Nihalani used his prescience to declare that the controversy over film was financed by Aam Admi Party. There can be no doubt that the Aam Admi Party has a dirty tricks department. But what does not square up is that it should provide money for something that, in Nihalani’s words, projects a bad image of Punjab. How come?

In the state assembly polls, due early next year, the ruling SAD-BJP combination will in all likelihood face challenge from the traditional rival, the Congress party, and the new kid on the block, the Aam Admi Party. If AAP is to fight in the state, it cannot be so foolish as to pay money for ‘defaming’ the people of the state.

The controversy over the film may have assured welcome publicity to the film, but it has also shown the censor board chief in poor light—not for the first time, though. Nihalani has every right to subscribe to his political views but he gets into trouble when he wants the entire film industry to fall in line. He seems to be trying to convert the censor board into an extension of the Sangh Parivar, perhaps encouraged by the fact that since 2014, a lot many people from the film industry, both present and former film stars, have joined the ranks of ‘Modi Bhakts’.

This may have added to the following of Modi but it also speaks something about the political opportunism of the film stars. Perhaps the biggest ‘catch’ for the BJP has been ‘Big B’, Amitabh Bachhan, who after a long association with the leaders of the Congress party came close to the Samajwadi Party, particularly Amar Singh who has been in and out of the party. By participating in the second birthday bash of the ruling party recently he exhibited his proximity to Narendra Modi. It was seen by many as a wise move in view of the Panama paper controversy.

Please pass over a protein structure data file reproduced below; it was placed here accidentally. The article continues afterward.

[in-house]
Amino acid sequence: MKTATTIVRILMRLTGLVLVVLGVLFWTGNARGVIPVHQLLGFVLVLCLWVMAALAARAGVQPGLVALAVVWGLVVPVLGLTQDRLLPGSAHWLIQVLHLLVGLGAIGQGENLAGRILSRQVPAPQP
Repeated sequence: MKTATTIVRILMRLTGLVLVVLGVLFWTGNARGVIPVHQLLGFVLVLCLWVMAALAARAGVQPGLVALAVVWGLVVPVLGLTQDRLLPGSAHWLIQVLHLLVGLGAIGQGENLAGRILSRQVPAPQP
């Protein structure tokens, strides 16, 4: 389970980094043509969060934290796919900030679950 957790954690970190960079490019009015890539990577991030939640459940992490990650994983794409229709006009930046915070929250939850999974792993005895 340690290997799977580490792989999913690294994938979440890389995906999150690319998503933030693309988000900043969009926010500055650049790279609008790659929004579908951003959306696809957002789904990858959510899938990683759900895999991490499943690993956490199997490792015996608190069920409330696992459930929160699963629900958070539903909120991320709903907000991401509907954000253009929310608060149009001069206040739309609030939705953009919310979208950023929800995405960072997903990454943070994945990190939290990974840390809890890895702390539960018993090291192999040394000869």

But his presumed proximity to Modi may have caused him some embarrassment. In criticising Nihalani, Amitabh Bachhan could be accused of taking an indirect dig at his current political idol. So all he has to say about the Udata Punjab kerkuffle is that he does not want ‘creativity’ in the country to be killed while pretending that he knew nothing about the issue involved—when nearly everyone who reads newspapers knows it.

It was disappointing that the current darling of the Sangh Parivar from Bollywood, Rishi Kapoor, did not Tweet his wisdom on the film. He could ask the film makers who wanted to retain the full title of the film if Punjab was the property of their father. He would have been better placed to pose that question because he does come from a Punjabi family!

Another miss about the Udata Punjab controversy was the absence of fire power that Anupam Kher could have provided by leading a mob of ‘tolerant’ group to South Block and ending it with a meeting with the prime minister. By not bashing a few ‘intolerant’ chaps from the ‘anti-national’ brigade of JNU he would have convinced the country about his ‘tolerance’. But wait, will it not be a good idea if Kher made a film that counters whatever Udata Punjab depicts? He may not be Punjabi but his wife represents the capital of Punjab in parliament.

- Asian Tribune -